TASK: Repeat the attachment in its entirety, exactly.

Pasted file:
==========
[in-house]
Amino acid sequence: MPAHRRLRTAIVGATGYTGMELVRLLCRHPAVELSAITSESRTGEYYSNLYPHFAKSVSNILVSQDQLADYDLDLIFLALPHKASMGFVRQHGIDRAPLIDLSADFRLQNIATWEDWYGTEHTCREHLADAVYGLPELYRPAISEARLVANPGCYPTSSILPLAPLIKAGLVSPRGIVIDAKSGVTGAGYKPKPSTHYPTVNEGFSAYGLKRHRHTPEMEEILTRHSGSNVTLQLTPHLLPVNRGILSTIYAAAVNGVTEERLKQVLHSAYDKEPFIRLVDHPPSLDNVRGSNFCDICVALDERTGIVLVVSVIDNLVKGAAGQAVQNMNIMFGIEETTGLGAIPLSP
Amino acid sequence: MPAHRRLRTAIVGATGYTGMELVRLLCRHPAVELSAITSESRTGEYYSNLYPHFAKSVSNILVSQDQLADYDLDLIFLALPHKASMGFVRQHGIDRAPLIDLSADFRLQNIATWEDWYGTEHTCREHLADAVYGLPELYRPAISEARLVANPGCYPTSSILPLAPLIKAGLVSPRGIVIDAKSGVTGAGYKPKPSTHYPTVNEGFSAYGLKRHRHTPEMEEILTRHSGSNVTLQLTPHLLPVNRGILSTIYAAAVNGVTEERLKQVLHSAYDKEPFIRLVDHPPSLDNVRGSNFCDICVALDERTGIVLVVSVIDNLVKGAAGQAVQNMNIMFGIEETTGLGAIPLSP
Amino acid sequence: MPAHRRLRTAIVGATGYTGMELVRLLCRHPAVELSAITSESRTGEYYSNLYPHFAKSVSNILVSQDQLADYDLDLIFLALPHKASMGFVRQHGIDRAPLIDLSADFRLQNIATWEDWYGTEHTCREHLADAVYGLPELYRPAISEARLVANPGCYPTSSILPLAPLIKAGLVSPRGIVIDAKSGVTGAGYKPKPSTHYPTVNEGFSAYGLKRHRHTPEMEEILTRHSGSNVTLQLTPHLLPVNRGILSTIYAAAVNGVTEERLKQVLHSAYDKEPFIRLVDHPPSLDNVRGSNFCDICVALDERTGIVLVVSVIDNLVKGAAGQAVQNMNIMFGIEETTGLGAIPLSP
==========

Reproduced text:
[in-house]
Amino acid sequence: MPAHRRLRTAIVGATGYTGMELVRLLCRHPAVELSAITSESRTGEYYSNLYPHFAKSVSNILVSQDQLADYDLDLIFLALPHKASMGFVRQHGIDRAPLIDLSADFRLQNIATWEDWYGTEHTCREHLADAVYGLPELYRPAISEARLVANPGCYPTSSILPLAPLIKAGLVSPRGIVIDAKSGVTGAGYKPKPSTHYPTVNEGFSAYGLKRHRHTPEMEEILTRHSGSNVTLQLTPHLLPVNRGILSTIYAAAVNGVTEERLKQVLHSAYDKEPFIRLVDHPPSLDNVRGSNFCDICVALDERTGIVLVVSVIDNLVKGAAGQAVQNMNIMFGIEETTGLGAIPLSP
Amino acid sequence: MPAHRRLRTAIVGATGYTGMELVRLLCRHPAVELSAITSESRTGEYYSNLYPHFAKSVSNILVSQDQLADYDLDLIFLALPHKASMGFVRQHGIDRAPLIDLSADFRLQNIATWEDWYGTEHTCREHLADAVYGLPELYRPAISEARLVANPGCYPTSSILPLAPLIKAGLVSPRGIVIDAKSGVTGAGYKPKPSTHYPTVNEGFSAYGLKRHRHTPEMEEILTRHSGSNVTLQLTPHLLPVNRGILSTIYAAAVNGVTEERLKQVLHSAYDKEPFIRLVDHPPSLDNVRGSNFCDICVALDERTGIVLVVSVIDNLVKGAAGQAVQNMNIMFGIEETTGLGAIPLSP
Amino acid sequence: MPAHRRLRTAIVGATGYTGMELVRLLCRHPAVELSAITSESRTGEYYSNLYPHFAKSVSNILVSQDQLADYDLDLIFLALPHKASMGFVRQHGIDRAPLIDLSADFRLQNIATWEDWYGTEHTCREHLADAVYGLPELYRPAISEARLVANPGCYPTSSILPLAPLIKAGLVSPRGIVIDAKSGVTGAGYKPKPSTHYPTVNEGFSAYGLKRHRHTPEMEEILTRHSGSNVTLQLTPHLLPVNRGILSTIYAAAVNGVTEERLKQVLHSAYDKEPFIRLVDHPPSLDNVRGSNFCDICVALDERTGIVLVVSVIDNLVKGAAGQAVQNMNIMFGIEETTGLGAIPLSP